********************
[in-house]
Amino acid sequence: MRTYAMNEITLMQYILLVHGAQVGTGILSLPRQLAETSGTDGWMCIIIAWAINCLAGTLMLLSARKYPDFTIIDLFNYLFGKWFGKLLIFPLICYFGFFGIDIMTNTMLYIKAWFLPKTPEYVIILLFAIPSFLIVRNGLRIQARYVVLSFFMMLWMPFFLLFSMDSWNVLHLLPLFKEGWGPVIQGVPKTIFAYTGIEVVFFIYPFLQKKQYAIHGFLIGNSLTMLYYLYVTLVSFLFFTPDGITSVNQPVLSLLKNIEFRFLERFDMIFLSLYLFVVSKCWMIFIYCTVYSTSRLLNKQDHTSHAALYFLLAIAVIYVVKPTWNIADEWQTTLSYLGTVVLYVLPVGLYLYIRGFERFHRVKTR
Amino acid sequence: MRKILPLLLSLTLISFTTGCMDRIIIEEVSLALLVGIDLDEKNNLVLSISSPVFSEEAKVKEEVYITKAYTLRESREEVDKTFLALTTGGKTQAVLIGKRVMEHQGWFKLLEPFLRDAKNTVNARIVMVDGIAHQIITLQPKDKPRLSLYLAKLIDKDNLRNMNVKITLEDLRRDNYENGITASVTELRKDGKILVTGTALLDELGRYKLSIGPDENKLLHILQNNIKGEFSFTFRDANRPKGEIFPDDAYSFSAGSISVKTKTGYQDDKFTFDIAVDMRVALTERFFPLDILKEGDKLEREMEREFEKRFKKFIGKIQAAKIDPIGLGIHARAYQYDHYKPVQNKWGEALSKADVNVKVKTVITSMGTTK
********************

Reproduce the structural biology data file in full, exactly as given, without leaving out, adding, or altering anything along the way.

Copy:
[in-house]
Amino acid sequence: MRTYAMNEITLMQYILLVHGAQVGTGILSLPRQLAETSGTDGWMCIIIAWAINCLAGTLMLLSARKYPDFTIIDLFNYLFGKWFGKLLIFPLICYFGFFGIDIMTNTMLYIKAWFLPKTPEYVIILLFAIPSFLIVRNGLRIQARYVVLSFFMMLWMPFFLLFSMDSWNVLHLLPLFKEGWGPVIQGVPKTIFAYTGIEVVFFIYPFLQKKQYAIHGFLIGNSLTMLYYLYVTLVSFLFFTPDGITSVNQPVLSLLKNIEFRFLERFDMIFLSLYLFVVSKCWMIFIYCTVYSTSRLLNKQDHTSHAALYFLLAIAVIYVVKPTWNIADEWQTTLSYLGTVVLYVLPVGLYLYIRGFERFHRVKTR
Amino acid sequence: MRKILPLLLSLTLISFTTGCMDRIIIEEVSLALLVGIDLDEKNNLVLSISSPVFSEEAKVKEEVYITKAYTLRESREEVDKTFLALTTGGKTQAVLIGKRVMEHQGWFKLLEPFLRDAKNTVNARIVMVDGIAHQIITLQPKDKPRLSLYLAKLIDKDNLRNMNVKITLEDLRRDNYENGITASVTELRKDGKILVTGTALLDELGRYKLSIGPDENKLLHILQNNIKGEFSFTFRDANRPKGEIFPDDAYSFSAGSISVKTKTGYQDDKFTFDIAVDMRVALTERFFPLDILKEGDKLEREMEREFEKRFKKFIGKIQAAKIDPIGLGIHARAYQYDHYKPVQNKWGEALSKADVNVKVKTVITSMGTTK